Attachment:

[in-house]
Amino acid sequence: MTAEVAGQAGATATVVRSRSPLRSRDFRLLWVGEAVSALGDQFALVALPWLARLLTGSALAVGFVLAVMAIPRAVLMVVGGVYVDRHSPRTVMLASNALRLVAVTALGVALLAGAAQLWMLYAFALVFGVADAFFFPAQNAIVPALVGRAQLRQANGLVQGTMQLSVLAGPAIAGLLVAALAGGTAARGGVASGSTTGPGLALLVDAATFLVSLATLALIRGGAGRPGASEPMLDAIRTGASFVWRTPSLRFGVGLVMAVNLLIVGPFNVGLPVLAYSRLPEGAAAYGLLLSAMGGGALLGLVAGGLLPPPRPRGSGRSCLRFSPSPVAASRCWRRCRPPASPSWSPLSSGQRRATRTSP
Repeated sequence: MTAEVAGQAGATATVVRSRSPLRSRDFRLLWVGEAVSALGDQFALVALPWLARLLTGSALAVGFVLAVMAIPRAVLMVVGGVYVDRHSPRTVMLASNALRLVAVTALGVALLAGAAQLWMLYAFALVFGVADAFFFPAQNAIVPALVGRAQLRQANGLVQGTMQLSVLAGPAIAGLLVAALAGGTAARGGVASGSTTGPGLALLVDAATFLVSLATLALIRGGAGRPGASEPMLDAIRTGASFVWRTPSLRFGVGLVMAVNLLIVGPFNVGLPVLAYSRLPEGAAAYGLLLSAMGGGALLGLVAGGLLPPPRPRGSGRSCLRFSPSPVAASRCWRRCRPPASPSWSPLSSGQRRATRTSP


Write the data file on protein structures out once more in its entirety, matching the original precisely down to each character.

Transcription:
[in-house]
Amino acid sequence: MTAEVAGQAGATATVVRSRSPLRSRDFRLLWVGEAVSALGDQFALVALPWLARLLTGSALAVGFVLAVMAIPRAVLMVVGGVYVDRHSPRTVMLASNALRLVAVTALGVALLAGAAQLWMLYAFALVFGVADAFFFPAQNAIVPALVGRAQLRQANGLVQGTMQLSVLAGPAIAGLLVAALAGGTAARGGVASGSTTGPGLALLVDAATFLVSLATLALIRGGAGRPGASEPMLDAIRTGASFVWRTPSLRFGVGLVMAVNLLIVGPFNVGLPVLAYSRLPEGAAAYGLLLSAMGGGALLGLVAGGLLPPPRPRGSGRSCLRFSPSPVAASRCWRRCRPPASPSWSPLSSGQRRATRTSP
Repeated sequence: MTAEVAGQAGATATVVRSRSPLRSRDFRLLWVGEAVSALGDQFALVALPWLARLLTGSALAVGFVLAVMAIPRAVLMVVGGVYVDRHSPRTVMLASNALRLVAVTALGVALLAGAAQLWMLYAFALVFGVADAFFFPAQNAIVPALVGRAQLRQANGLVQGTMQLSVLAGPAIAGLLVAALAGGTAARGGVASGSTTGPGLALLVDAATFLVSLATLALIRGGAGRPGASEPMLDAIRTGASFVWRTPSLRFGVGLVMAVNLLIVGPFNVGLPVLAYSRLPEGAAAYGLLLSAMGGGALLGLVAGGLLPPPRPRGSGRSCLRFSPSPVAASRCWRRCRPPASPSWSPLSSGQRRATRTSP